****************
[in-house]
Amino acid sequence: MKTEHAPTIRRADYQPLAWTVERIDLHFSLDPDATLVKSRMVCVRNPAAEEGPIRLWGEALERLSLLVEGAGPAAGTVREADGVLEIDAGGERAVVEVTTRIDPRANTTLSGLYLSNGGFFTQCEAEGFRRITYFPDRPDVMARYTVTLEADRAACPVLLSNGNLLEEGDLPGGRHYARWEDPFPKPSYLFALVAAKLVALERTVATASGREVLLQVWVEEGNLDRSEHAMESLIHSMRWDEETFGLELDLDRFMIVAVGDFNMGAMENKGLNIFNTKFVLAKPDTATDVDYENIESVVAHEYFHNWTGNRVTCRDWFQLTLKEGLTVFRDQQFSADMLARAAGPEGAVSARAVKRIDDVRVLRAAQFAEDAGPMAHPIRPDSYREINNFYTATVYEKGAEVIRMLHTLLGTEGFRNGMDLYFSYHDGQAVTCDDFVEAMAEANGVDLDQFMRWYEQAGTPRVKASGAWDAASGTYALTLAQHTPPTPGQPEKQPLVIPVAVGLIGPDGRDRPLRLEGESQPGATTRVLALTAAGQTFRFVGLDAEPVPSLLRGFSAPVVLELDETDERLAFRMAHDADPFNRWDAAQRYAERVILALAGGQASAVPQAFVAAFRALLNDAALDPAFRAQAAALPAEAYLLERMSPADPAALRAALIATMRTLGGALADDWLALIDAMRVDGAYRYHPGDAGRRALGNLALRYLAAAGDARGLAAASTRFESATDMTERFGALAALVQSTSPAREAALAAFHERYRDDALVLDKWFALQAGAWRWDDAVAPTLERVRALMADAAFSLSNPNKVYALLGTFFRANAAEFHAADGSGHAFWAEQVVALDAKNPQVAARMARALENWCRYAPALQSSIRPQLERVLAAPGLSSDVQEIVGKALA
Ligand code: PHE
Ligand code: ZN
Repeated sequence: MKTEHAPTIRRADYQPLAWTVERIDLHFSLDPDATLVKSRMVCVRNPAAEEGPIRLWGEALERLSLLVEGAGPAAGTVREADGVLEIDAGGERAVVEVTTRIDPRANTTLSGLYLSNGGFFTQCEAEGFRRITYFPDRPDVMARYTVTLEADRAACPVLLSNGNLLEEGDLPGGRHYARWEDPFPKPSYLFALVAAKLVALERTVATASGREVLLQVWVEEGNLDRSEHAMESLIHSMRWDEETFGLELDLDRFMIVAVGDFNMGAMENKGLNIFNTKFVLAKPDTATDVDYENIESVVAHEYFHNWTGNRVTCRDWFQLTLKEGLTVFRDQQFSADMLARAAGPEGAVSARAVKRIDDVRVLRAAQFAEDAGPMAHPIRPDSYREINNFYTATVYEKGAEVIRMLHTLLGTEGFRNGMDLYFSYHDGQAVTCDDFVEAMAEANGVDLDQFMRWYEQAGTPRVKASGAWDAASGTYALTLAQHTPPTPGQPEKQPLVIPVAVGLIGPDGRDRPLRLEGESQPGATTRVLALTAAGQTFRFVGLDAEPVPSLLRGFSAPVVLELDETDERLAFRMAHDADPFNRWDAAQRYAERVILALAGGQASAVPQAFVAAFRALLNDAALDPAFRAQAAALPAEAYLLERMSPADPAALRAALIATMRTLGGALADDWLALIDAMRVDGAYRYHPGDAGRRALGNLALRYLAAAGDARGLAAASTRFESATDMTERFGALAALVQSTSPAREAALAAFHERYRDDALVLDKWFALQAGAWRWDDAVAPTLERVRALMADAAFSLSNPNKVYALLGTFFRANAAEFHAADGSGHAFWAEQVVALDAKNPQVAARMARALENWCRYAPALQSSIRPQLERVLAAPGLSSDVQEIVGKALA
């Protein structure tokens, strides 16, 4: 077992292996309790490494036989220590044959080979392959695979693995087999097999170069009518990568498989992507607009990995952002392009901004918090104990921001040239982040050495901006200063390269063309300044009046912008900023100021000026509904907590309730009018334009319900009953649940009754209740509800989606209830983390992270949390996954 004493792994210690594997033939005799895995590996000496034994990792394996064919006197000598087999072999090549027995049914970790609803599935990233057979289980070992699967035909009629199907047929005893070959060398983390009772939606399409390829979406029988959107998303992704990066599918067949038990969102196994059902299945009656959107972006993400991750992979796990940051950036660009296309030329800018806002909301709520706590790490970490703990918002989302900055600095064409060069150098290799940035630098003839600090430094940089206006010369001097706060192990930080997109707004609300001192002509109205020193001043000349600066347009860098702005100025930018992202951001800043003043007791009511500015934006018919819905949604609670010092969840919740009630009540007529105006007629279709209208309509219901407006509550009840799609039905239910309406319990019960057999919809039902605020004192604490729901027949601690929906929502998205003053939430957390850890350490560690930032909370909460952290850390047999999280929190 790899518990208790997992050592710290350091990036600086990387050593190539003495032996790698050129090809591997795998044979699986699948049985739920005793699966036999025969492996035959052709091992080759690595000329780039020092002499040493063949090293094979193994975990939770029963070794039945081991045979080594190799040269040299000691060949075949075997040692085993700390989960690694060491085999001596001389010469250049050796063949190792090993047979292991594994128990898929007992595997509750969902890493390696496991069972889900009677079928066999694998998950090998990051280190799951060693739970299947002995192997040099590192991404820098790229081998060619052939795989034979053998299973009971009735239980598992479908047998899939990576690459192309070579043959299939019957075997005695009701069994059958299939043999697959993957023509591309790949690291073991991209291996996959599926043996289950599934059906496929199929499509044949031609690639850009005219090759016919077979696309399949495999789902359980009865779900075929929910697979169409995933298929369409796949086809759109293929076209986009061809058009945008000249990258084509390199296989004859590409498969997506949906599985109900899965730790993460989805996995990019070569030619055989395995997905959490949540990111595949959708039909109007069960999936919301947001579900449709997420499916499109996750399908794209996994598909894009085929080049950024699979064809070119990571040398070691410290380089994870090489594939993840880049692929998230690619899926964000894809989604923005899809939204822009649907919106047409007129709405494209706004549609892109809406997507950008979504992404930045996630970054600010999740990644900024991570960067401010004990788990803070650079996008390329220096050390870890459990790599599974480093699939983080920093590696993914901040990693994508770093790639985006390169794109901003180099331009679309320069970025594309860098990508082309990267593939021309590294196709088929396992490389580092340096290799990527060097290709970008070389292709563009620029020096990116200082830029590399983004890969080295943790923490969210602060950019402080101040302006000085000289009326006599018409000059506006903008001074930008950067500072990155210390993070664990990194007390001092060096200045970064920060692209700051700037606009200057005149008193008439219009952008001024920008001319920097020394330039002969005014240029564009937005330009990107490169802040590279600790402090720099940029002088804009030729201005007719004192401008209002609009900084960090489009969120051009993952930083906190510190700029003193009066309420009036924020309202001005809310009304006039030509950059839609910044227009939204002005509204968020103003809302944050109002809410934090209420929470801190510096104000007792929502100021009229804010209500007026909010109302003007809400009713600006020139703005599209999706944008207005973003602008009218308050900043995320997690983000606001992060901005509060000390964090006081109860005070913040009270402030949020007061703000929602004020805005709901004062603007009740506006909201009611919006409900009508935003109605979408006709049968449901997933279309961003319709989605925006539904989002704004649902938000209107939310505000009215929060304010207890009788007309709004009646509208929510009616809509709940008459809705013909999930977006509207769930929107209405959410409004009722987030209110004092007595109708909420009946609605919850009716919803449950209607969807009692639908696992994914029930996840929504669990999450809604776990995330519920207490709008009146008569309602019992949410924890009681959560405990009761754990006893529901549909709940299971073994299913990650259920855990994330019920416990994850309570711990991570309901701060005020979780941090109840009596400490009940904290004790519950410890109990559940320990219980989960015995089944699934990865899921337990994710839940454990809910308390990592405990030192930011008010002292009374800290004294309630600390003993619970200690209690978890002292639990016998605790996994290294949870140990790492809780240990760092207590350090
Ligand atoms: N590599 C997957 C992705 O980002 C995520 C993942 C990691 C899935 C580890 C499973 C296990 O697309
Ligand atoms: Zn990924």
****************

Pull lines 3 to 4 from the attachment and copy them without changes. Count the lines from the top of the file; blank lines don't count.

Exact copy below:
Ligand code: PHE
Ligand code: ZN